Cherry Blossoms on the Wind

In yesterday’s post, I included photos of the five cherry blossom sculptures that I saw as part of this year’s National Cherry Blossom Festival. Seeing the sculptures inspired me to create a drawing of many cherry blossoms and leaves caught on the wind:

Lots of cherry blossoms and leaves scattered about the illustration, on a light-blue background

The cherry blossom illustration is available on prints and other products on my Redbubble store.
copyright © 2021 Dave Williams

Cherry Blossoms

I live in Maryland, and I love when spring arrives. Warmer days, and colorful flowers pop up, as if wanting to show off what they can do after the Christmas lights had their time to shine. Crocus, daffodils, tulips, hyacinth, azaleas. Lots of azalea bushes around here.

Most popular are the cherry blossoms, as they have their own festival in Washington, DC. Typically a two-week celebration with kite flying, parade, street fair, and more. Locals and tourists stroll around the Tidal Basin, ringed by the beautiful trees.

This year, however, the festival will be different due to Covid-19, in trying to avoid large gatherings. Artists painted 26 cherry blossom sculptures, and these have been placed around the DC area. If you’d like to go on a Blossom Hunt, there’s a handy map for the sculptures’ locations at the Art in Bloom page. Also, residents are encouraged to decorate the front of their properties, so we can embark on Petal Porch Parades. It’s a creative solution to doing things differently during Covid, as they did in New Orleans and elsewhere for Mardi Gras, turning it into “Yardi Gras.”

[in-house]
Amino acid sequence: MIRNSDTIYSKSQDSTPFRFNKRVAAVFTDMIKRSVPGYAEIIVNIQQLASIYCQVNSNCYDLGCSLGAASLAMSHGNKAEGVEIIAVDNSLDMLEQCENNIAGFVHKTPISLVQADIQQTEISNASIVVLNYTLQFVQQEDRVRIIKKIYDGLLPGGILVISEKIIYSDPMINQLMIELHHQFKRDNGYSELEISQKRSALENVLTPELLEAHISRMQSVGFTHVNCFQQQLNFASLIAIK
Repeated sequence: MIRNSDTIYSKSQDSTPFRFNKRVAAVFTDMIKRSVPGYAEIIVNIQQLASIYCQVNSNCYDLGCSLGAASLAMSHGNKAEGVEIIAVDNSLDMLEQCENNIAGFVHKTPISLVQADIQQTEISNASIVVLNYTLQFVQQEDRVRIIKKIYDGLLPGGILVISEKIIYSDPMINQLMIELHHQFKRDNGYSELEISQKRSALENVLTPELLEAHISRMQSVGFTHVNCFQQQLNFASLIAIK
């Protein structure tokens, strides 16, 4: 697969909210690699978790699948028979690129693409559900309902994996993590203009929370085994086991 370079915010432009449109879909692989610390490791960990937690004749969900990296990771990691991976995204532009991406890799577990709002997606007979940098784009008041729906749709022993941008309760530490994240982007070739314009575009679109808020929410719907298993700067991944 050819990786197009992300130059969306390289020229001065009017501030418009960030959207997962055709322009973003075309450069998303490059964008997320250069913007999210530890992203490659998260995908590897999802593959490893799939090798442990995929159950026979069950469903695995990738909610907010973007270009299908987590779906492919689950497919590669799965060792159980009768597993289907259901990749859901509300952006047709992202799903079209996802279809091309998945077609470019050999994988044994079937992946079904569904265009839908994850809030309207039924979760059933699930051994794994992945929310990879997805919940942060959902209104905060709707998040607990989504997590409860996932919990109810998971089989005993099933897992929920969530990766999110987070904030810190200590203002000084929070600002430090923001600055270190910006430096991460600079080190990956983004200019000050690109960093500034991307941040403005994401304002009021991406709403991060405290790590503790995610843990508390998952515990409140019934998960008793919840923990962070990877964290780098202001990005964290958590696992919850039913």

But if you don’t live in the area, here are some photos I took of visits to the Tidal Basin in the past. Cherry blossoms are found in other spots, yet this popular because of the concentration of the trees there.

Click on the photos to see larger versions. The last one, on the bottom right, shows petals that the wind blew off the trees and collected on the ground near a drain. The scene made for a neat way to see the petals differently. In this askew way, the petals look like pink snow or rain about to wash into underground pipes.